- Associated Press - Sunday, May 4, 2014

CHATTANOOGA, Tenn. (AP) - Chattanooga leaders are exploring an ambitious plan to provide a $35 million light rail public transportation system there.

The Chattanooga Times Free Press reports (http://bit.ly/1fIEhb6) the city council has asked the U.S. Transportation Department for a $400,000 grant to study the idea. If approved, the city would have to chip in another $300,000.

Although many details still have to be worked out, the plan calls for leaning heavily on existing tracks to which the city can acquire the rights.

“Even though you may have just one track, there’s a 12-foot right of way on either side of the existing line, so it’s pretty easy to add additional capacity and not very expensive,” said Ron Harr, president and CEO of the Chattanooga Area Chamber of Commerce. “It’s getting the main right of way that costs so much money in other places.”


If the project goes through and is successful, advocates say it could redefine the way people move about the city, breathe new life into depressed parts of town and help Chattanooga’s business core.

Critics say that if it fails, it could expose the city to millions of dollars in operational costs to maintain an untested system that may not take people where they want to go.

The central axis for the project would be the intersection of Third Street and Holtzclaw Ave., a short walk to the Chattanooga Zoo, Warner Park or the National Cemetery.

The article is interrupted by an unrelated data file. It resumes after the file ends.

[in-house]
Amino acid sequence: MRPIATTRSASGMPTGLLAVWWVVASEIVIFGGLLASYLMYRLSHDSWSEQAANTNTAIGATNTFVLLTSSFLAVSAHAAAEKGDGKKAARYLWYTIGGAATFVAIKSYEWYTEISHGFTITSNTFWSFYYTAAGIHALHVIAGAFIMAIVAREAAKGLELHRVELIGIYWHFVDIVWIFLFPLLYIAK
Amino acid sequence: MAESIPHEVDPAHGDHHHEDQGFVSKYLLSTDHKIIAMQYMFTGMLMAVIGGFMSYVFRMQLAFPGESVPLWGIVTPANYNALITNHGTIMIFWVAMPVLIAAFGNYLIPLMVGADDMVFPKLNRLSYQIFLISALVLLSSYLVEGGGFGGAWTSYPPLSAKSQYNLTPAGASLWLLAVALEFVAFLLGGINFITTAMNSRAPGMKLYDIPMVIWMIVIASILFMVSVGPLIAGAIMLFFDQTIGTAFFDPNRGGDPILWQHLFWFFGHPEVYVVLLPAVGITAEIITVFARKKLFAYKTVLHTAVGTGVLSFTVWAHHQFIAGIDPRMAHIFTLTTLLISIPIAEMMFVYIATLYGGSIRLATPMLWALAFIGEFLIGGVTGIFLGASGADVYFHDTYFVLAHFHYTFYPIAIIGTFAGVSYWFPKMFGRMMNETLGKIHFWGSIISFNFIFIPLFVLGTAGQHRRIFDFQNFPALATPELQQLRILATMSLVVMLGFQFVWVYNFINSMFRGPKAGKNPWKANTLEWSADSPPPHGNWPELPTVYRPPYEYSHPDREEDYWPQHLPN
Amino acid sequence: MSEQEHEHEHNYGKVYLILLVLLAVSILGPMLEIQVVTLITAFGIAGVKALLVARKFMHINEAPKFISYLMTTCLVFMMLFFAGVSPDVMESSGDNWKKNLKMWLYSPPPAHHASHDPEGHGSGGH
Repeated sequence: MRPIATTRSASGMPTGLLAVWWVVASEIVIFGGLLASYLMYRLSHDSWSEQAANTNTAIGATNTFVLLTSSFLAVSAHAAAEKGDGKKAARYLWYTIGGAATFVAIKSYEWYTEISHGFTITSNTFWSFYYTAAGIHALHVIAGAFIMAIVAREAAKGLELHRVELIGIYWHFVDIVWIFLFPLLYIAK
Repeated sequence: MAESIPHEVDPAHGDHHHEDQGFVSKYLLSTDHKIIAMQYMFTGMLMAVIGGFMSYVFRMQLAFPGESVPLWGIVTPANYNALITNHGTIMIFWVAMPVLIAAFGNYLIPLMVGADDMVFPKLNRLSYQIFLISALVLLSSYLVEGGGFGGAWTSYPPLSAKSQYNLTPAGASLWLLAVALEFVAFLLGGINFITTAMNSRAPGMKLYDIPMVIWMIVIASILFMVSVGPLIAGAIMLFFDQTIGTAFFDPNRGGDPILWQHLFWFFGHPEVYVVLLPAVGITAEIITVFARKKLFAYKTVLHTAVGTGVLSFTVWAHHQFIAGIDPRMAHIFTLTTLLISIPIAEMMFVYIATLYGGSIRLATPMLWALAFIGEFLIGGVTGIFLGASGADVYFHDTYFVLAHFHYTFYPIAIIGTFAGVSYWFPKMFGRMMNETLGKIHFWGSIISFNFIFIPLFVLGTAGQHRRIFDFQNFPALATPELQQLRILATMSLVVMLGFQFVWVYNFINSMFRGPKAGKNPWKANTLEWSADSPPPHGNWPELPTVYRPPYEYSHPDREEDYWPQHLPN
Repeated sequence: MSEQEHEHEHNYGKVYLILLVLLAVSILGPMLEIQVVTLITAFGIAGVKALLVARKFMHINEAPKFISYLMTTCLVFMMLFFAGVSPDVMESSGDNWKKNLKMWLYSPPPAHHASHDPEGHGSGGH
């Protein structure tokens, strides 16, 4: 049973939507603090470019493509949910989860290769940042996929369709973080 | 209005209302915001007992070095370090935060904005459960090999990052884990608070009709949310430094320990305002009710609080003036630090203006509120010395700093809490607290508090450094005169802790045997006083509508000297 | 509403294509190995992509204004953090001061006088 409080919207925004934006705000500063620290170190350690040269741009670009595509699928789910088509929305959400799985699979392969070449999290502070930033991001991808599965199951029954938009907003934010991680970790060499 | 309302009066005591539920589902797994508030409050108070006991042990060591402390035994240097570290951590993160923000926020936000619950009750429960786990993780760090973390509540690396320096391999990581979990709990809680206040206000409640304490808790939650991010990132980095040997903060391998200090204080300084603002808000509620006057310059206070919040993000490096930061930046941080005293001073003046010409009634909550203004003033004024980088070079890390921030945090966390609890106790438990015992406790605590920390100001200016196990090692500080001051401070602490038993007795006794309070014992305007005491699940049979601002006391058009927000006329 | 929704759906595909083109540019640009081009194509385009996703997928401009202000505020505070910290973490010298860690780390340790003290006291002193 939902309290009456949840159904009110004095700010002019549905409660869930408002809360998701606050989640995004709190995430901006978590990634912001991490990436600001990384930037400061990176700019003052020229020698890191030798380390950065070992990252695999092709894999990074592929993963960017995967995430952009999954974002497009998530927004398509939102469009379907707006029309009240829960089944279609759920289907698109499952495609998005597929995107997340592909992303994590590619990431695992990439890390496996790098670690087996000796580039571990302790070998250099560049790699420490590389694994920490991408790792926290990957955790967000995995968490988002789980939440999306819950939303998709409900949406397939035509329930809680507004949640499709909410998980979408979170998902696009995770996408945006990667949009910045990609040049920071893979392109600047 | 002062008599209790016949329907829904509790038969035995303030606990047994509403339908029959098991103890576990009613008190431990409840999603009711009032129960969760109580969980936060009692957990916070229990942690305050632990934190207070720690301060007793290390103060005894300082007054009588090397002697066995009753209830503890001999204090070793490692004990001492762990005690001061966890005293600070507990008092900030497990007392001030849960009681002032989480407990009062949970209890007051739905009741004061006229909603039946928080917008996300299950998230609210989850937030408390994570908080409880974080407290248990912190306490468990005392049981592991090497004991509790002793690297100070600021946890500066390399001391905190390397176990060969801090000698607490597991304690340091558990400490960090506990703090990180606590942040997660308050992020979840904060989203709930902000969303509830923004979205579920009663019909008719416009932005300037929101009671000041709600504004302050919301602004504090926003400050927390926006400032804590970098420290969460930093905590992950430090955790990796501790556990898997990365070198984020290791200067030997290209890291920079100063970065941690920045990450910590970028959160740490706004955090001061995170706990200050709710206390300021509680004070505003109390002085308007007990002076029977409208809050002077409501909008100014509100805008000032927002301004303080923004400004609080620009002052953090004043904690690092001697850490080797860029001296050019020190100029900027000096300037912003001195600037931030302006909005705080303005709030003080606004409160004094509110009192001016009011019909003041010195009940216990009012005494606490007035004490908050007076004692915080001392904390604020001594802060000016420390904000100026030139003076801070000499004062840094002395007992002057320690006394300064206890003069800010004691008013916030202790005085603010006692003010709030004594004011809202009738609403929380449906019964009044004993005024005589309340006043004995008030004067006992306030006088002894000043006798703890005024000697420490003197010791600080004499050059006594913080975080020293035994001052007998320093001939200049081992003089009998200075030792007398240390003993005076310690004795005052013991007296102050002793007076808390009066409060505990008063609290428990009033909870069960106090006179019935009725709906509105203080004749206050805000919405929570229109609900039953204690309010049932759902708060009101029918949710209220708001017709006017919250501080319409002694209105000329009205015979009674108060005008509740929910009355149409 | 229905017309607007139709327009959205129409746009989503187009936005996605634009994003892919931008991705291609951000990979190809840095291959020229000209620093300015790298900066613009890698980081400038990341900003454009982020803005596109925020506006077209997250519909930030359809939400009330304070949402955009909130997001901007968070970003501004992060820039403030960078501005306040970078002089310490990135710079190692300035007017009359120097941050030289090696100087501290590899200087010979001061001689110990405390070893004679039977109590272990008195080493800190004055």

The crossroads also links Chattanooga’s downtown core to its poorer eastern neighborhoods, and city officials say a new train station there could spur business and residential development at the same time it connects residents of neglected neighborhoods - many of whom don’t own cars - to jobs in other parts of the city.

“Because rail is permanently in the ground, it has a better effect of spurring economic reinvestment in neighborhoods that really need it,” city Transportation Director Blythe Bailey said. “As with any transportation option, the more ways to get where you need to go, the better.”

But the permanence can also be a down side. It’s far easier to change a bus route than to move a rail station that isn’t seeing many customers.

For decades now, cities have moved away from rail travel, but the trend is reversing. Some 50 U.S. cities are planning or already operating light rail and streetcar services. Some of them share a number of similarities with Chattanooga.

But Jeff Brown, a Florida State University professor who researches light rail and other public transit projects, is skeptical that Chattanooga could build its line for the promised $35 million and that the city could secure full access to railroad-owned lines.

“It’s definitely ambitious for a city that size,” Brown said. “My sense is if they’re trying to get federal funding for this, they need to have a really compelling argument. What are they thinking this thing will do?”

If Chattanooga does go through with train service, the location of the stops will be the key to whether it succeeds or fails, Brown said. Referring to a couple of Florida projects that failed, he said they were “not really providing access to places that lots of people want to go.”

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